It is perhaps worth noting that on the day of the installation of Na-uli-vou, while the sickness was still raging, there was a total eclipse of the sun. "The birds went to roost at high noon, thinking from the darkness that night had fallen." In the same year, says the tradition, there was a hailstorm that broke down the yam-vines, followed by a great hurricane which flooded the valley of the Rewa, swept hundreds of the sick out to sea, and purged the land of the pestilence. I have already given reasons for identifying this eclipse with that of February 1803. There seems to be evidence enough for the belief that a great epidemic was introduced by a vessel wrecked on the Argo (Mbukatatanoa) reef in 1802-3.

And now for the symptoms. Mbanuve, it seems clear, died of acute dysentery, but tradition also speaks of a lingering disease with headache, intense thirst, loss of appetite, stuffiness of the nose, and oppression of the chest. The second visitation, if indeed the two were not raging together, seems to have been a very acute form of dysentery.

"Before white men came," says the oldest of the natives, "no one died of acute diseases; the people who died were page 247emaciated by lingering infirmities. Coughs came with white men; so did dysentery, for Ratu Mbanuve died of a foreign disease resembling dysentery soon after it was brought here. This we have always heard from our elders." In attributing the diminution of their race to infectious diseases introduced by foreign ships, the Fijians do not limit their meaning to such illnesses as measles, whooping-cough, or other zymotic epidemics, but they include diseases now endemic among them, such as dysentery and influenza—not a specific influenza which has overspread the world since 1889, but the annual recurrent febrile catarrh or severe cold in the head and chest which is now one of the commonest ailments in the country, and which often terminates fatally in the case of the aged, infants, and those already affected by pulmonary disease.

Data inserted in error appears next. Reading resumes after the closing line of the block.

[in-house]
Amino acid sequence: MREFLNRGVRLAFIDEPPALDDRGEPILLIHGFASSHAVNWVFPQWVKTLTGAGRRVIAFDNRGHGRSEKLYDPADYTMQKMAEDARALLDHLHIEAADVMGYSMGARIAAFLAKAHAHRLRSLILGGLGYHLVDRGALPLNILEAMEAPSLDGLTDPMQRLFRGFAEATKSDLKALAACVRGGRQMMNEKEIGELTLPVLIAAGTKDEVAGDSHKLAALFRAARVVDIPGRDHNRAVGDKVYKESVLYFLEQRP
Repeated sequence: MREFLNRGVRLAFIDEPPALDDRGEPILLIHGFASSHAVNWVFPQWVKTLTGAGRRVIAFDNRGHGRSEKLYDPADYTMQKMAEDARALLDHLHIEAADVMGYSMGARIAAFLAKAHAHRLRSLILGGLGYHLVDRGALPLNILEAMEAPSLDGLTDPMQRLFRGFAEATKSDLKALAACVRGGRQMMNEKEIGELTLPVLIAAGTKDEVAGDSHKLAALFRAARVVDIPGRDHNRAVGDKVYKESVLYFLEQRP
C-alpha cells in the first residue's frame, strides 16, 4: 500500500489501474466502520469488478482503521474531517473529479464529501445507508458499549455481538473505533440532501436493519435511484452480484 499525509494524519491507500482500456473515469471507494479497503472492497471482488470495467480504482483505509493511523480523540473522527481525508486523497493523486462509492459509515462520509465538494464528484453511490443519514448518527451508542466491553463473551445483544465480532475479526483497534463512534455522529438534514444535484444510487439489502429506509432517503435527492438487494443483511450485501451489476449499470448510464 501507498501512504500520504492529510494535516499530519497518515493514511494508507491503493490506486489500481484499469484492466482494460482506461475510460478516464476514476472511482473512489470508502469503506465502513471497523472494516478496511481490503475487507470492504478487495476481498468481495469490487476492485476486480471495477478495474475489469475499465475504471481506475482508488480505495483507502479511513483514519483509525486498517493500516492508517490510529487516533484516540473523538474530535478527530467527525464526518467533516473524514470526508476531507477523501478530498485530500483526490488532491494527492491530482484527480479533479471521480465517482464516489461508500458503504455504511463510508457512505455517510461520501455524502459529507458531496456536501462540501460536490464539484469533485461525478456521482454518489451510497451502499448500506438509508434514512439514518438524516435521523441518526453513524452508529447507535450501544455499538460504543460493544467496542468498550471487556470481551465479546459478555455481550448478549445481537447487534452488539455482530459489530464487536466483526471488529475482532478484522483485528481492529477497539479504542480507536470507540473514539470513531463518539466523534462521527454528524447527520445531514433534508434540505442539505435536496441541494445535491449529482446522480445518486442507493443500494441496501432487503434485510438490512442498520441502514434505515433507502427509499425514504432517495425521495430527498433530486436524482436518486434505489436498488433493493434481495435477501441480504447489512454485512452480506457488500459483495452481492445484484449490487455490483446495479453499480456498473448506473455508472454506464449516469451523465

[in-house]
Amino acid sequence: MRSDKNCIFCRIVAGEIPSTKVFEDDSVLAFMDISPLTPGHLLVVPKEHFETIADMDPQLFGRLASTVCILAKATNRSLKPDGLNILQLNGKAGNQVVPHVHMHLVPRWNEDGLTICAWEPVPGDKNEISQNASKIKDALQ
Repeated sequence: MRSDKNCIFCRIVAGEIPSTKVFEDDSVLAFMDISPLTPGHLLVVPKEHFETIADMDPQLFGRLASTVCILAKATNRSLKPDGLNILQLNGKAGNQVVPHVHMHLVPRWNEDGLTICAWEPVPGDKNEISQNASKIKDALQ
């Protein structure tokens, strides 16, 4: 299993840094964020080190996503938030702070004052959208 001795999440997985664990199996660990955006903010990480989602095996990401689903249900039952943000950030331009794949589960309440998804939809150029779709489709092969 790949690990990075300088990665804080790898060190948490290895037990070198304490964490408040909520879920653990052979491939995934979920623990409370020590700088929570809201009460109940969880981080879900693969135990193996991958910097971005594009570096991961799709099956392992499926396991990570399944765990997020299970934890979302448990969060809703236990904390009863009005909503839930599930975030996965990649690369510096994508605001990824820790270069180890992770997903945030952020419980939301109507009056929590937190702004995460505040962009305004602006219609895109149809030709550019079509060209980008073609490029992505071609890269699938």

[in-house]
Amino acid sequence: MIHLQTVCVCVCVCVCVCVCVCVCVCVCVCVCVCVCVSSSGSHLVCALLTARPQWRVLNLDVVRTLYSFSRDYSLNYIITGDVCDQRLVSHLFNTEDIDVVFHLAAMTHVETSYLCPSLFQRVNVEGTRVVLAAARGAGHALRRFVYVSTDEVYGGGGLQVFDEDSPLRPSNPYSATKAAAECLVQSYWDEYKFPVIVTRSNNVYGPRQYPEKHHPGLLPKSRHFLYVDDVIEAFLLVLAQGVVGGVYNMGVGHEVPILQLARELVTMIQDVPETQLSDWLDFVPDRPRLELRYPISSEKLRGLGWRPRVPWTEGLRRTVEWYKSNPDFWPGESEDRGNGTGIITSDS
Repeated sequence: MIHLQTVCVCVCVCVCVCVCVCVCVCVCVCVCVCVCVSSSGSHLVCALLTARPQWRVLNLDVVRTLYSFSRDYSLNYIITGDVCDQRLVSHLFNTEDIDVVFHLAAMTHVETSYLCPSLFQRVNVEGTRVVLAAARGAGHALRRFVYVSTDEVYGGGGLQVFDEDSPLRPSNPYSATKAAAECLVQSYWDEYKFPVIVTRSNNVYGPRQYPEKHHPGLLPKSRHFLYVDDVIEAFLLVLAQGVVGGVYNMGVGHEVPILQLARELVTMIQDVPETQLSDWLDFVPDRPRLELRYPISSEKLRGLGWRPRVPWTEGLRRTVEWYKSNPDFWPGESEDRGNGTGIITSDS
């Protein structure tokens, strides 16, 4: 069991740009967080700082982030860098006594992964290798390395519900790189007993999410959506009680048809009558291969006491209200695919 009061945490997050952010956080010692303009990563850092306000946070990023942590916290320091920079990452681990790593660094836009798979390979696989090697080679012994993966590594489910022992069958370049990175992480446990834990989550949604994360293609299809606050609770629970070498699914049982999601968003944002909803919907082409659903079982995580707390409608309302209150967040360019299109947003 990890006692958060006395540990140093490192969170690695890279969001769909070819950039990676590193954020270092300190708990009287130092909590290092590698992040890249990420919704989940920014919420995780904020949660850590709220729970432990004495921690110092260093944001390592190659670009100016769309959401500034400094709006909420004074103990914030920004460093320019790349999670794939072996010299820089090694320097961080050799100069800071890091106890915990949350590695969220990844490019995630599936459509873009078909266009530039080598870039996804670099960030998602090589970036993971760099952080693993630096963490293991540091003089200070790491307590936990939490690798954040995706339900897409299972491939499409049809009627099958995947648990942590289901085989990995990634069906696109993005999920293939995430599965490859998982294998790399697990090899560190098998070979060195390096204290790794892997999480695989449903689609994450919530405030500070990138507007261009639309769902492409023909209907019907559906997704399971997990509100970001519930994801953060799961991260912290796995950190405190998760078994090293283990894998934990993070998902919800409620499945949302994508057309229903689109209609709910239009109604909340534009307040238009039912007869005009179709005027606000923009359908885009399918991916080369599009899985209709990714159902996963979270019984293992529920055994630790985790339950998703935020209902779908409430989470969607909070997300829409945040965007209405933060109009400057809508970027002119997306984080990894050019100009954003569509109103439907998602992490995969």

Fijians are not the only islanders who assert that dysentery and influenza have been introduced among them by foreigners. The late Dr. Turner1 of Samoa says that this is the general belief of the natives of Tanna and most other Pacific islands. Writing of Tanna in the New Hebrides fifty years ago, he says:—

"Coughs, influenza, dysentery, and some skin diseases, the Tannese attribute to their intercourse with white men, and call them 'foreign things.' When a person is said to be ill, the next question is, 'What is the matter ? Is it Nahac (witchcraft), or a foreign thing?' The opinion there is universal that they have had tenfold more diseases and death since they had intercourse with ships than they had before. We thought at first that it was prejudice and fault-finding, but the reply of the more honest and thoughtful of the natives invariably was, 'It is quite true; formerly here people never died until they were old, but now-a-days there is no end of this influenza, coughing, and death.'"